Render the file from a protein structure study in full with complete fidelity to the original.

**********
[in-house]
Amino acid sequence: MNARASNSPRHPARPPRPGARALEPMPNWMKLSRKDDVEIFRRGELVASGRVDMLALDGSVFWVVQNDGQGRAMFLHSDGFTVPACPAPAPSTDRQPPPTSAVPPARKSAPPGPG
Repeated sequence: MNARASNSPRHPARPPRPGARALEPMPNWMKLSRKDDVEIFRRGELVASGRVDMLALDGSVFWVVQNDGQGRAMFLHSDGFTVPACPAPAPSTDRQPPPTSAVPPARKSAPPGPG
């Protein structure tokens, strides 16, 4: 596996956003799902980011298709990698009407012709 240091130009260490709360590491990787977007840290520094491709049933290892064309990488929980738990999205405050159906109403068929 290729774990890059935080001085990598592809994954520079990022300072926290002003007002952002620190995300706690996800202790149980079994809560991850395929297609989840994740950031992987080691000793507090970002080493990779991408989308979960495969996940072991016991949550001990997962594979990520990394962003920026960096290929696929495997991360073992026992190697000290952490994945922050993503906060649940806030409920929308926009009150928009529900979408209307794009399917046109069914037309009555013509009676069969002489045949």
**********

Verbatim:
[in-house]
Amino acid sequence: MNARASNSPRHPARPPRPGARALEPMPNWMKLSRKDDVEIFRRGELVASGRVDMLALDGSVFWVVQNDGQGRAMFLHSDGFTVPACPAPAPSTDRQPPPTSAVPPARKSAPPGPG
Repeated sequence: MNARASNSPRHPARPPRPGARALEPMPNWMKLSRKDDVEIFRRGELVASGRVDMLALDGSVFWVVQNDGQGRAMFLHSDGFTVPACPAPAPSTDRQPPPTSAVPPARKSAPPGPG
């Protein structure tokens, strides 16, 4: 596996956003799902980011298709990698009407012709 240091130009260490709360590491990787977007840290520094491709049933290892064309990488929980738990999205405050159906109403068929 290729774990890059935080001085990598592809994954520079990022300072926290002003007002952002620190995300706690996800202790149980079994809560991850395929297609989840994740950031992987080691000793507090970002080493990779991408989308979960495969996940072991016991949550001990997962594979990520990394962003920026960096290929696929495997991360073992026992190697000290952490994945922050993503906060649940806030409920929308926009009150928009529900979408209307794009399917046109069914037309009555013509009676069969002489045949």